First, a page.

This is somewhat similar to a previous issue when I wrote about focusing on your personal brand, where you need to understand your non-negotiable(s) in your life.
Understanding exactly what your values are in life can help you to avoid companies who might have conflicting values as you, or ensuring that you don’t end up in a situation where you have to choose between your job or your personal belief(s) or value(s).
Moving forward from now on.
Since the leadership program had to be cancelled due to the whole pandemic situation, I’m crossing my fingers to actually attend it in-person next year (which they have yet to confirm the dates). We’ve only had short, one-hour daily sessions for the past week, but I’ve learnt quite a lot and the topics we talked about challenged me in ways that I’ve been (shamefully) avoiding for the past few years.
Anyhow - I hope that little bit of sharing has been useful for you! Before I sign off for the week, I do have a few more news and updates for you:
First up: I updated my blog - finally! It only took me two full months to write a new post, but, here it is nevertheless.
My May & June 2020 expenses update. My May & June 2020 expenses update.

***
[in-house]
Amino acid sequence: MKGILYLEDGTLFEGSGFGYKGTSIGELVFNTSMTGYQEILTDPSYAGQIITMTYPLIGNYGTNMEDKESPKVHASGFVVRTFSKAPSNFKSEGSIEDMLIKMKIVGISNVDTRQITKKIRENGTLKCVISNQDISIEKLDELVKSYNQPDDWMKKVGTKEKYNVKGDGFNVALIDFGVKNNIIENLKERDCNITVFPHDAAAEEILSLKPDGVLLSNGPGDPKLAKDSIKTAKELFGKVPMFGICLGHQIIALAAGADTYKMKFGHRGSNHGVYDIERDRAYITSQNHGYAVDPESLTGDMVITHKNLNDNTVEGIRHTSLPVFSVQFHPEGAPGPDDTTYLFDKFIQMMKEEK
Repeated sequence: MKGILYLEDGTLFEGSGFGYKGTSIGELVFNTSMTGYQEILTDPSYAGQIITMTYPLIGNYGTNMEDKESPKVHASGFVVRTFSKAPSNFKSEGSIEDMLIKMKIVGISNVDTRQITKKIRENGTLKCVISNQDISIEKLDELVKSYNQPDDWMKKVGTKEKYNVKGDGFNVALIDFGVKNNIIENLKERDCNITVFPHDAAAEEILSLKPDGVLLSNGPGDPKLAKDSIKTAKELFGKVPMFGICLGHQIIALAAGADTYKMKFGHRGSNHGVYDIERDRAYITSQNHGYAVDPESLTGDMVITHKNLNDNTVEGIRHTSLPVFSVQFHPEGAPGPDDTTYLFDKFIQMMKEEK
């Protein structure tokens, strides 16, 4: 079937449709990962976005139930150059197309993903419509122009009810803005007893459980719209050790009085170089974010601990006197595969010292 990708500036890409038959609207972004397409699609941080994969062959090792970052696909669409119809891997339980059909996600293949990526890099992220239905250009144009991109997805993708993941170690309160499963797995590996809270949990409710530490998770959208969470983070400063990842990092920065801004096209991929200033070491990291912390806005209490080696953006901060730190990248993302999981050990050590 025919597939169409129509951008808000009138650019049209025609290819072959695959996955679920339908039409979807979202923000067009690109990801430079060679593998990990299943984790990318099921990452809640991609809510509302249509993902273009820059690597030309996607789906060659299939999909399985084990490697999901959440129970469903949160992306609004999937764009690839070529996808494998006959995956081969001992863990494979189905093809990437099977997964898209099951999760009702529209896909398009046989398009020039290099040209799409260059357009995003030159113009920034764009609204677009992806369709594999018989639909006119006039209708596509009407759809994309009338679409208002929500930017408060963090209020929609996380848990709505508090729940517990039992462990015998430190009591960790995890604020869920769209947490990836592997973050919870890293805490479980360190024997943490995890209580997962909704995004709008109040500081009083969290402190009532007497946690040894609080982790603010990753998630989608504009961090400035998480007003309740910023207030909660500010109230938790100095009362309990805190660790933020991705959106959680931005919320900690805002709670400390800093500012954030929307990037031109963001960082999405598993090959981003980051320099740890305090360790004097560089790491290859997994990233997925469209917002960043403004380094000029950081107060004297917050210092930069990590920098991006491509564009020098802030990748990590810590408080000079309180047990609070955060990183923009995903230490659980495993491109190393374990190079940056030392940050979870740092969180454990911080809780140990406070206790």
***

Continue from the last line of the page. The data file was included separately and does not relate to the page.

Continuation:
Second: on Friday, 24th July 2020, I will be hosting two different career-related sessions for university students and graduates.
The first session is the fourth session of my Job Search 101 class. It’s a 2-hour class geared towards equipping graduates and students on the skills necessary to efficiently search and apply for jobs, as well as ways to increase their chances in the job market.
If you are a fresh graduate or a final year university student (or know anyone who would benefit from it) - do sign up!
Job Search 101 - Improve your employability! - Silent Confessions
I will also be hosting a free 1-hour workshop/session on personal branding for university students & graduates. This is a personal initiative that I’m doing, just because I get a lot of people asking questions like “What jobs do I apply for?” and “How do I compete with other graduates out there?
I have to thank my friends at Seeds Job Fair (thank you Aiman & Fathin!) for helping me to set up the workshop and allowing me to use their platform to host the session. Do sign up now and share it with your friends and juniors who might benefit from it.
The session will also be streamed on Facebook Live, so you can follow Silent Confessions for any updates! :)
Personal Branding for University Students & Graduates by Syaza Nazura
Whoopsie, I think this is a pretty long issue already. I guess that’s my cue to stop writing for now.
Until I see you again in two weeks, stay awesome & take care everyone!

Love,
Nazu xx